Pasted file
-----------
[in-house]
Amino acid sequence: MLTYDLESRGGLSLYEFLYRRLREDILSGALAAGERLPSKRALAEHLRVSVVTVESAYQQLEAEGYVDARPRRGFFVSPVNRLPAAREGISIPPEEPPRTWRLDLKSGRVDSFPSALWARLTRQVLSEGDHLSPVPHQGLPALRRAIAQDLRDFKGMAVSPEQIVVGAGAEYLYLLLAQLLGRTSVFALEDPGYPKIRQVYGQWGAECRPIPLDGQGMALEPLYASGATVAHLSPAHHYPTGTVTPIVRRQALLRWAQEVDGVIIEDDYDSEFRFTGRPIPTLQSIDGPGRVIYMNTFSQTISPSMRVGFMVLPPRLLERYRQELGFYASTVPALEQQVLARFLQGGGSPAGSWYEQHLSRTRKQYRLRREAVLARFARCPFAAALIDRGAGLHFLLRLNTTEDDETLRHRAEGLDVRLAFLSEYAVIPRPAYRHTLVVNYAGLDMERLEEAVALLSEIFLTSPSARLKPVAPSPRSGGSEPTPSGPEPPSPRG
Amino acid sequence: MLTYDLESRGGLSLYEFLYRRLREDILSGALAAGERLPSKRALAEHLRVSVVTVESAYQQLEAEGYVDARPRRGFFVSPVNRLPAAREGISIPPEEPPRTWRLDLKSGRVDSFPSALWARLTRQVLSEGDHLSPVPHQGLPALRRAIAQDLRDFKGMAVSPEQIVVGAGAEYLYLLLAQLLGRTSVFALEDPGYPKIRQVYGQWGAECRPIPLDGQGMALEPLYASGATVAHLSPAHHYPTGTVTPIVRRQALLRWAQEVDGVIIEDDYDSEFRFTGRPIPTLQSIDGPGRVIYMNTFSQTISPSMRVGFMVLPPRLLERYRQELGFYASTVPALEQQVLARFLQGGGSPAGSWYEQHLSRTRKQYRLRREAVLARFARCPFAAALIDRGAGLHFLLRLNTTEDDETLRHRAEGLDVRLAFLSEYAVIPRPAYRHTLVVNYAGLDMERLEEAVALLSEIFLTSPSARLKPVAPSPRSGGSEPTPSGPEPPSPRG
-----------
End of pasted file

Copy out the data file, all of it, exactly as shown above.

[in-house]
Amino acid sequence: MLTYDLESRGGLSLYEFLYRRLREDILSGALAAGERLPSKRALAEHLRVSVVTVESAYQQLEAEGYVDARPRRGFFVSPVNRLPAAREGISIPPEEPPRTWRLDLKSGRVDSFPSALWARLTRQVLSEGDHLSPVPHQGLPALRRAIAQDLRDFKGMAVSPEQIVVGAGAEYLYLLLAQLLGRTSVFALEDPGYPKIRQVYGQWGAECRPIPLDGQGMALEPLYASGATVAHLSPAHHYPTGTVTPIVRRQALLRWAQEVDGVIIEDDYDSEFRFTGRPIPTLQSIDGPGRVIYMNTFSQTISPSMRVGFMVLPPRLLERYRQELGFYASTVPALEQQVLARFLQGGGSPAGSWYEQHLSRTRKQYRLRREAVLARFARCPFAAALIDRGAGLHFLLRLNTTEDDETLRHRAEGLDVRLAFLSEYAVIPRPAYRHTLVVNYAGLDMERLEEAVALLSEIFLTSPSARLKPVAPSPRSGGSEPTPSGPEPPSPRG
Amino acid sequence: MLTYDLESRGGLSLYEFLYRRLREDILSGALAAGERLPSKRALAEHLRVSVVTVESAYQQLEAEGYVDARPRRGFFVSPVNRLPAAREGISIPPEEPPRTWRLDLKSGRVDSFPSALWARLTRQVLSEGDHLSPVPHQGLPALRRAIAQDLRDFKGMAVSPEQIVVGAGAEYLYLLLAQLLGRTSVFALEDPGYPKIRQVYGQWGAECRPIPLDGQGMALEPLYASGATVAHLSPAHHYPTGTVTPIVRRQALLRWAQEVDGVIIEDDYDSEFRFTGRPIPTLQSIDGPGRVIYMNTFSQTISPSMRVGFMVLPPRLLERYRQELGFYASTVPALEQQVLARFLQGGGSPAGSWYEQHLSRTRKQYRLRREAVLARFARCPFAAALIDRGAGLHFLLRLNTTEDDETLRHRAEGLDVRLAFLSEYAVIPRPAYRHTLVVNYAGLDMERLEEAVALLSEIFLTSPSARLKPVAPSPRSGGSEPTPSGPEPPSPRG